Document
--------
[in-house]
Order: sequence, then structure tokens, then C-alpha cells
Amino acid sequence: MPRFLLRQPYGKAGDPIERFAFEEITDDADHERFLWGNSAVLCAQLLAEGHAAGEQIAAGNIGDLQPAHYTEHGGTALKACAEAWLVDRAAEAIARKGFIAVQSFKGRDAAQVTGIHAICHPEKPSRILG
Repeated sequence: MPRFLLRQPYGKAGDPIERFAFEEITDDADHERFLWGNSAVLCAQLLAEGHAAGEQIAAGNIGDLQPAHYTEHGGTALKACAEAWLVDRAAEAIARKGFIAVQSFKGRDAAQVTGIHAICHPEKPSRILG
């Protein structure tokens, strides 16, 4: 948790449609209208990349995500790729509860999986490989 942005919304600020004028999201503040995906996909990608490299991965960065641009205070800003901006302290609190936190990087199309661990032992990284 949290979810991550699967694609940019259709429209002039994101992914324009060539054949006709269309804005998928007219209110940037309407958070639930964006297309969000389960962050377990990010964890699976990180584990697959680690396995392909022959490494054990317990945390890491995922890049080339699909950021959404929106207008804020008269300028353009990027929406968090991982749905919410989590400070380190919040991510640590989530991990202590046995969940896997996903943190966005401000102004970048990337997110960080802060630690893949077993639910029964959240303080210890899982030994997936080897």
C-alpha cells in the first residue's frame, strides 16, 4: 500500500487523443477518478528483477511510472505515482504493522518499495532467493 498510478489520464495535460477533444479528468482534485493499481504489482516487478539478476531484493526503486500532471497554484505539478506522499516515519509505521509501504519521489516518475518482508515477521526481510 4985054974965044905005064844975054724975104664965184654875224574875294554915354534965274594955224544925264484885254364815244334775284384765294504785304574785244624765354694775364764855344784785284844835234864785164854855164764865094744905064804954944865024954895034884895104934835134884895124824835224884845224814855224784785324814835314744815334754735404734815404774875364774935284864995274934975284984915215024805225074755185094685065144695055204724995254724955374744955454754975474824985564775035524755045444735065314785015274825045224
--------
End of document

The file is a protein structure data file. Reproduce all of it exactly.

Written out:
[in-house]
Order: sequence, then structure tokens, then C-alpha cells
Amino acid sequence: MPRFLLRQPYGKAGDPIERFAFEEITDDADHERFLWGNSAVLCAQLLAEGHAAGEQIAAGNIGDLQPAHYTEHGGTALKACAEAWLVDRAAEAIARKGFIAVQSFKGRDAAQVTGIHAICHPEKPSRILG
Repeated sequence: MPRFLLRQPYGKAGDPIERFAFEEITDDADHERFLWGNSAVLCAQLLAEGHAAGEQIAAGNIGDLQPAHYTEHGGTALKACAEAWLVDRAAEAIARKGFIAVQSFKGRDAAQVTGIHAICHPEKPSRILG
């Protein structure tokens, strides 16, 4: 948790449609209208990349995500790729509860999986490989 942005919304600020004028999201503040995906996909990608490299991965960065641009205070800003901006302290609190936190990087199309661990032992990284 949290979810991550699967694609940019259709429209002039994101992914324009060539054949006709269309804005998928007219209110940037309407958070639930964006297309969000389960962050377990990010964890699976990180584990697959680690396995392909022959490494054990317990945390890491995922890049080339699909950021959404929106207008804020008269300028353009990027929406968090991982749905919410989590400070380190919040991510640590989530991990202590046995969940896997996903943190966005401000102004970048990337997110960080802060630690893949077993639910029964959240303080210890899982030994997936080897």
C-alpha cells in the first residue's frame, strides 16, 4: 500500500487523443477518478528483477511510472505515482504493522518499495532467493 498510478489520464495535460477533444479528468482534485493499481504489482516487478539478476531484493526503486500532471497554484505539478506522499516515519509505521509501504519521489516518475518482508515477521526481510 4985054974965044905005064844975054724975104664965184654875224574875294554915354534965274594955224544925264484885254364815244334775284384765294504785304574785244624765354694775364764855344784785284844835234864785164854855164764865094744905064804954944865024954895034884895104934835134884895124824835224884845224814855224784785324814835314744815334754735404734815404774875364774935284864995274934975284984915215024805225074755185094685065144695055204724995254724955374744955454754975474824985564775035524755045444735065314785015274825045224